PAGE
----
·        Drones: new content added stating that a film permit is required for commercial filming and requiring filmmakers to comply with Civil Aviation rules, Auckland Council bylaws and conditions.

·        Historic heritage: new content added stating that filming in proximity to historic (including cultural) heritage will be subject to conditions to protect these sites.

·        Health and safety: new content added to reflect the new Health and Safety at work Act 2015 and requirements to prepare a site specific health and safety plan.

·        Content of the Auckland Film Protocol was updated to reflect current policy, plans and bylaws of Auckland Council.  Some structural and editorial amendments were also made to improve the logic, flow and readability of the document.

6.       Public consultation was undertaken over a three week period between 21 June and 12 July 2019.

7.       A total of 74 submissions were received during the public consultation period.  Waitematā Local Board residents provided a total of eight submissions on the draft Auckland Film Protocol, representing 10.8 percent of all submissions.  The views of Waitematā Local Board submitters were similar to regional views.  Staff are proposing some changes to the draft Auckland Film Protocol to address submitter concerns; the proposed changes to the draft Auckland Film protocol are shown in track changes in Attachment B.

8.       This report provides a summary of public feedback and of proposed changes to the draft Auckland Film Protocol to address feedback.  The following is a high‑level summary of the key changes proposed to the Auckland Film Protocol in response to public consultation:

·        Natural environment: include stronger messaging about the importance of respecting Auckland’s natural environment, that film permits may be subject to conditions to manage impacts and/or that filming may be subject to restrictions where these impacts cannot be appropriately managed.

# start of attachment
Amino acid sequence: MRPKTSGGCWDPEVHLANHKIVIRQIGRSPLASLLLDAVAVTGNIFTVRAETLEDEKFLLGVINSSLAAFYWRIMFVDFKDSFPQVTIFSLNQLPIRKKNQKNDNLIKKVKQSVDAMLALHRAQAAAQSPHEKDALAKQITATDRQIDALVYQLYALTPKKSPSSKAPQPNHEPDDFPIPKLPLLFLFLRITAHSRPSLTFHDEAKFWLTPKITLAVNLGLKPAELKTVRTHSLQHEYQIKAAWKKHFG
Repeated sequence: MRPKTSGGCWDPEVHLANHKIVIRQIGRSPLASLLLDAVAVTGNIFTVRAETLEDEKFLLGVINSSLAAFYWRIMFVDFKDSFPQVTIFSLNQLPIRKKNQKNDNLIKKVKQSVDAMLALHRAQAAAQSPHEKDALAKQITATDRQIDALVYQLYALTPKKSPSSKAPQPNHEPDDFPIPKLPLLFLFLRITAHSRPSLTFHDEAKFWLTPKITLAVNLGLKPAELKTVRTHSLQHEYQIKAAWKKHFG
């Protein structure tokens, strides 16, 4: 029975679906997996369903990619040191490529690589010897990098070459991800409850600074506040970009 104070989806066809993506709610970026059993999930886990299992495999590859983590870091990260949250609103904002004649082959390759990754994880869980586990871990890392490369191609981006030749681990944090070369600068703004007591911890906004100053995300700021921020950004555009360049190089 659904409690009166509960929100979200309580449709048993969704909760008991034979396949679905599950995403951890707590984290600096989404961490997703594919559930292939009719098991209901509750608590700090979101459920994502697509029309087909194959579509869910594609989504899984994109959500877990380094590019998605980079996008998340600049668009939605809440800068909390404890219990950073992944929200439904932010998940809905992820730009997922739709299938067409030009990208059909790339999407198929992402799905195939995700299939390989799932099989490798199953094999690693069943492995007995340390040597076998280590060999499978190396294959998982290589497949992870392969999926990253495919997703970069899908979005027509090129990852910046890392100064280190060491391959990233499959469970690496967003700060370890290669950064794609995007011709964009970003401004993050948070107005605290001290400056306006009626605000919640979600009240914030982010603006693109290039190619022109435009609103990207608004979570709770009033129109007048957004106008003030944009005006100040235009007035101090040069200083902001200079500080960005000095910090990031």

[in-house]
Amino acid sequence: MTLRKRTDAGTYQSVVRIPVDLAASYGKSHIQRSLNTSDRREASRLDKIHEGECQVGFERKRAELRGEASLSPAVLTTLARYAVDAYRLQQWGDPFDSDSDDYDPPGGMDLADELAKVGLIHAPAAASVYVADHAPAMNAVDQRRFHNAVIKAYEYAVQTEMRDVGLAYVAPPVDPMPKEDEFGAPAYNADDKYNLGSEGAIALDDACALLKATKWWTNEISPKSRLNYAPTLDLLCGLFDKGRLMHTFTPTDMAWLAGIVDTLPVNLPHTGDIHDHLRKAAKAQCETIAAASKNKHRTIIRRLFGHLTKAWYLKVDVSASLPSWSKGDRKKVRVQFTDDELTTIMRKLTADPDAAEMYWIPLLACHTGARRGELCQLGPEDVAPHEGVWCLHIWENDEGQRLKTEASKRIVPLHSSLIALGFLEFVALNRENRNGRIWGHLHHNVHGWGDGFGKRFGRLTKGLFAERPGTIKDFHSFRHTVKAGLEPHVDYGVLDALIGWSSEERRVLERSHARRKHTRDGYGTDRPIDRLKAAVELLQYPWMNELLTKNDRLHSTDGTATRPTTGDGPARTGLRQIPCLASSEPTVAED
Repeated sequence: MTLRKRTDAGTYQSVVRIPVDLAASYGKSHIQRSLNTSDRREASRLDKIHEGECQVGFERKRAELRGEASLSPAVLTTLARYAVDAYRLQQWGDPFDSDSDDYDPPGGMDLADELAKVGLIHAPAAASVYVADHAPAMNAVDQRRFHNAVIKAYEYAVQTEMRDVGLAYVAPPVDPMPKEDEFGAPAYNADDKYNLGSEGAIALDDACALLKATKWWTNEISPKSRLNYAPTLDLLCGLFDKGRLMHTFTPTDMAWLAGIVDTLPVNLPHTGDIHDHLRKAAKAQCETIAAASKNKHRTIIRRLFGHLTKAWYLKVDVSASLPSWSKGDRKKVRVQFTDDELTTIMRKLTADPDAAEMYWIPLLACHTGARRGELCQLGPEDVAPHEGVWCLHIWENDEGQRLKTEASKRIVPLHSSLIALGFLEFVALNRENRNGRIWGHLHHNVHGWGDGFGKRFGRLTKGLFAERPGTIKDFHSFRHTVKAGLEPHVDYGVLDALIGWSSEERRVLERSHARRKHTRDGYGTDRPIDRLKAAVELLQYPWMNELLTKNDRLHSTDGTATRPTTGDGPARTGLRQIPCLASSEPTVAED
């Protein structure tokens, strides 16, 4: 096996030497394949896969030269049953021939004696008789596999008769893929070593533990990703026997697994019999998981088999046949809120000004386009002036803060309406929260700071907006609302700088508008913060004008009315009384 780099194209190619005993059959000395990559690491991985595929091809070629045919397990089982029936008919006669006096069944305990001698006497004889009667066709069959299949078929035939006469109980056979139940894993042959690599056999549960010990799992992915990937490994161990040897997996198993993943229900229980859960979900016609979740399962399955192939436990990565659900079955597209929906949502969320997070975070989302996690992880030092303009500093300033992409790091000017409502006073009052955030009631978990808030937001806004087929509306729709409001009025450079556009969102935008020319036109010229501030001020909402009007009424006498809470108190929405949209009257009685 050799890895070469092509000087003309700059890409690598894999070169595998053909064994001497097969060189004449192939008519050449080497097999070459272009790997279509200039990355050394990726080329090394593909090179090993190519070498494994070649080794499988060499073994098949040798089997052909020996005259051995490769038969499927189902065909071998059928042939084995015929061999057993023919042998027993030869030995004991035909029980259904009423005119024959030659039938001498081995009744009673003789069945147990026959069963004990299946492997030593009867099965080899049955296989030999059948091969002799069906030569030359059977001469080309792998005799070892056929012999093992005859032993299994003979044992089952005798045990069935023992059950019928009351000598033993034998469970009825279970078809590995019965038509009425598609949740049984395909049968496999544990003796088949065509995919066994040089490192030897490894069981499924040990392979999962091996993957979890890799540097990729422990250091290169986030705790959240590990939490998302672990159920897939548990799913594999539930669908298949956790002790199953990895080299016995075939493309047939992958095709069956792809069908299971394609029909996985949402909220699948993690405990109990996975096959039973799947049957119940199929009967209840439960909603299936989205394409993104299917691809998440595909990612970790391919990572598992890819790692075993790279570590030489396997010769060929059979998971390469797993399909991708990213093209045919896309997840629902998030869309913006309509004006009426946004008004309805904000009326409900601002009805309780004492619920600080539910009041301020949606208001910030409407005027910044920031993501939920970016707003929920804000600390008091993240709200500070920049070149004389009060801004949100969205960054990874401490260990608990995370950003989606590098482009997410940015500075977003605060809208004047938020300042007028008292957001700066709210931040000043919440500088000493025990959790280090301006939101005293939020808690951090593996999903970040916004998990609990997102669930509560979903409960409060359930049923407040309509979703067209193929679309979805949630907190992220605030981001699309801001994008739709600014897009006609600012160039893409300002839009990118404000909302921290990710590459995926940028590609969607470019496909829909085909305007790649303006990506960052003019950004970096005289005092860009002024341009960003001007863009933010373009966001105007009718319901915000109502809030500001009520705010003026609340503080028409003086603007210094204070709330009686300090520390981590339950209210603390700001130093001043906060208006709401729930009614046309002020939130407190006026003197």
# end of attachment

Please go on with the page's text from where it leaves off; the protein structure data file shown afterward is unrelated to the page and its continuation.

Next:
·        Native species: include stronger messages around the potential impact of filming on native species, such as birds and that filming permits may be subject to conditions to manage impacts and/or that filming may be subject to restrictions where these impacts cannot be appropriately managed.

·        Kauri dieback: amend to ensure that conditions may be placed on film permits in any public open space (controlled by Auckland Council) where kauri are present.

·        Drones: include additional guidance on the use of drones around native birds and in proximity to other users of public open space and adjoining private properties.

·        Impact on access to public open space: include stronger messages around the need for filmmakers to be respectful of other users of public open space and state that film permits give limited permission to occupy public open space.

·        Compliance and enforcement: include stronger messages around the requirement for filmmakers to comply with the Auckland Council policies, plans, bylaws and the terms and conditions of their film permit.